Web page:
Then I think of Jesse and Ryan, (my grandsons from my son Michael). I only saw darling pictures of Jesse for a few months with Michael holding him in his arms. Such a precious picture. Then I few to Colorado when he was baptized at home. The preacher came to the house and Maureen (Michael's wife) and Michael had a few friends in. Jesse arrived November 30, 1981 and was named for his grandfather, Jesse Edward Paulk, and someone in Maureen's family was named Michael, so was a nice name - Jesse Michael Paulk - from both sides of the family.

Ryan arrived in a Dunedin, Florida on May 1, 1985 and named Ryan Thomas Paulk. I remember driving to the hospital when he was only a few hours old. He was so dear and sweet.

Friday, June 12, 2009

"Jessica, You're My Favorite Granddaughter"

Nana never played favorites. She loved and doted on each of her four grandchildren equally.

I was the first grandchild, born June 16, 1971. For almost 3 1/2 years, I was the only grandchild. Mom says that Nana was the second person to hold me when I was born. My dad was the first.

My brother David was next and born on October 5, 1974. Dave could do no wrong in her eyes and she was incredibly proud of both of his artistic and athletic abilities.

Because we lived in Florida until 1975, Nana got to see us regularly for the first few years of our lives. In my memory, Nana was either always in Ft. Myers with us or we were in Crystal Beach, although I'm sure that's not quite how it was.

My cousin Jesse was born on November 30, 1981 and named for our late grandfather, Jesse Paulk. Last, but not least, Jesse's younger brother, Ryan, was born on May 15, 1985. For a few years in the 80s, Jesse and Ryan, along with my Uncle Ryan and Aunt Maureen, lived in Crystal Beach, Florida and Nana loved having them in her life on a daily basis.

Dave and I great up in Chicago and didn't have the same daily relationship with Nana, but we spoke to her at least weekly, visited with her at least twice a year in person, and shared almost weekly letters back and forth.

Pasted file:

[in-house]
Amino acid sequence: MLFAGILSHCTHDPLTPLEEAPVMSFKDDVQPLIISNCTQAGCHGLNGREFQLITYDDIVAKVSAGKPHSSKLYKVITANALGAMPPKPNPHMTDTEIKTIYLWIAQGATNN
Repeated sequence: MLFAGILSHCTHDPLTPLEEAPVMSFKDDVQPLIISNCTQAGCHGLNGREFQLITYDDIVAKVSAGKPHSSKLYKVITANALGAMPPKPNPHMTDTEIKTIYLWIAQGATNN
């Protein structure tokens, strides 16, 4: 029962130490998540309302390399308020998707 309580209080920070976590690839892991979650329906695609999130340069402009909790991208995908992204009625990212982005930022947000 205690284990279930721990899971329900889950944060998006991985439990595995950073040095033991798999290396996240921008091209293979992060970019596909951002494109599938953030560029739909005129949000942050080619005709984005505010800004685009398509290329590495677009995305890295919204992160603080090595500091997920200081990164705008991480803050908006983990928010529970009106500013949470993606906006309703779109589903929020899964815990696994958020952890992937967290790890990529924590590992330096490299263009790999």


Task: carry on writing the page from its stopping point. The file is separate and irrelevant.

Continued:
Although she didn't ever play favorites, she never ended a phone call with me without telling me that I was her favorite granddaughter. Of course, I was also her only granddaughter, but I never let that cheapen the compliment.

Tuesday, June 9, 2009

Mrs. Paulk Goes to Washington

This was originally published on Little Merry Sunshine on Monday, June 8, 2009.

About 10:30 this morning, I received one of those dreaded phone calls. It was from my mom and she was calling to tell me that something happened with Nana last night and she wasn't expected to live through the week. My mom gave me the details of what happened with Nana, but all I heard was "Nana is dying," so I can't explain to you what my mom told me.

Many of you know about my Nana and know about the long ordeal we've had with her over the last 7 years. Newer readers of LMS probably don't know about my Nana. Frances Paulk is my maternal grandmother, my heroine, and my rock and it breaks my heart into 10 million pieces seeing her suffer. You can read more about her in these blog posts.

After I spoke with mom and wiped the tears from my face, I spent most of my day feeling numb. I also got to thinking about some of my favorite memories with Nana.